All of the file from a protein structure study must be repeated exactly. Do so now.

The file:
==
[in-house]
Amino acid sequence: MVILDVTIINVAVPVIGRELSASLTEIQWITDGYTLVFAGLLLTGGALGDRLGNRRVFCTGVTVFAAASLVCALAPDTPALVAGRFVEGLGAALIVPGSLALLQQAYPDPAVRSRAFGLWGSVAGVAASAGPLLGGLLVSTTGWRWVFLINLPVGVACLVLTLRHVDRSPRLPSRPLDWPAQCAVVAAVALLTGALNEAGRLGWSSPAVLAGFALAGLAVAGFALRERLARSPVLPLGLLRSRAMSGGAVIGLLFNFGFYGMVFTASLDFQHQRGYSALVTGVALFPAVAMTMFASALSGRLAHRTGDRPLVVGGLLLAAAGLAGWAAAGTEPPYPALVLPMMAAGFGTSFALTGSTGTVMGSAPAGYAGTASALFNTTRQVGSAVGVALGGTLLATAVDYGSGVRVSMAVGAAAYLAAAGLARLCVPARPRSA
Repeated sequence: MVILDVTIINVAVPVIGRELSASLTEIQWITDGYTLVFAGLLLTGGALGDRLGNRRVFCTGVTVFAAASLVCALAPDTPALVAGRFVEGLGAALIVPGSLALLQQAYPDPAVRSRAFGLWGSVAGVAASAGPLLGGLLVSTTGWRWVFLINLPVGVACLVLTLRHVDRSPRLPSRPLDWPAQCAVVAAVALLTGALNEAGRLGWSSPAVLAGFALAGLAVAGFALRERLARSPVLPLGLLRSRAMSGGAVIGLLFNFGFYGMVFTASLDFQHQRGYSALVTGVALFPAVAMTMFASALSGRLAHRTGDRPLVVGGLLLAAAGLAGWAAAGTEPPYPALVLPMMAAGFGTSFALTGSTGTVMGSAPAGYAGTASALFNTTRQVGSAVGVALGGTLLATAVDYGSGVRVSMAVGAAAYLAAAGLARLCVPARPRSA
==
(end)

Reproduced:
[in-house]
Amino acid sequence: MVILDVTIINVAVPVIGRELSASLTEIQWITDGYTLVFAGLLLTGGALGDRLGNRRVFCTGVTVFAAASLVCALAPDTPALVAGRFVEGLGAALIVPGSLALLQQAYPDPAVRSRAFGLWGSVAGVAASAGPLLGGLLVSTTGWRWVFLINLPVGVACLVLTLRHVDRSPRLPSRPLDWPAQCAVVAAVALLTGALNEAGRLGWSSPAVLAGFALAGLAVAGFALRERLARSPVLPLGLLRSRAMSGGAVIGLLFNFGFYGMVFTASLDFQHQRGYSALVTGVALFPAVAMTMFASALSGRLAHRTGDRPLVVGGLLLAAAGLAGWAAAGTEPPYPALVLPMMAAGFGTSFALTGSTGTVMGSAPAGYAGTASALFNTTRQVGSAVGVALGGTLLATAVDYGSGVRVSMAVGAAAYLAAAGLARLCVPARPRSA
Repeated sequence: MVILDVTIINVAVPVIGRELSASLTEIQWITDGYTLVFAGLLLTGGALGDRLGNRRVFCTGVTVFAAASLVCALAPDTPALVAGRFVEGLGAALIVPGSLALLQQAYPDPAVRSRAFGLWGSVAGVAASAGPLLGGLLVSTTGWRWVFLINLPVGVACLVLTLRHVDRSPRLPSRPLDWPAQCAVVAAVALLTGALNEAGRLGWSSPAVLAGFALAGLAVAGFALRERLARSPVLPLGLLRSRAMSGGAVIGLLFNFGFYGMVFTASLDFQHQRGYSALVTGVALFPAVAMTMFASALSGRLAHRTGDRPLVVGGLLLAAAGLAGWAAAGTEPPYPALVLPMMAAGFGTSFALTGSTGTVMGSAPAGYAGTASALFNTTRQVGSAVGVALGGTLLATAVDYGSGVRVSMAVGAAAYLAAAGLARLCVPARPRSA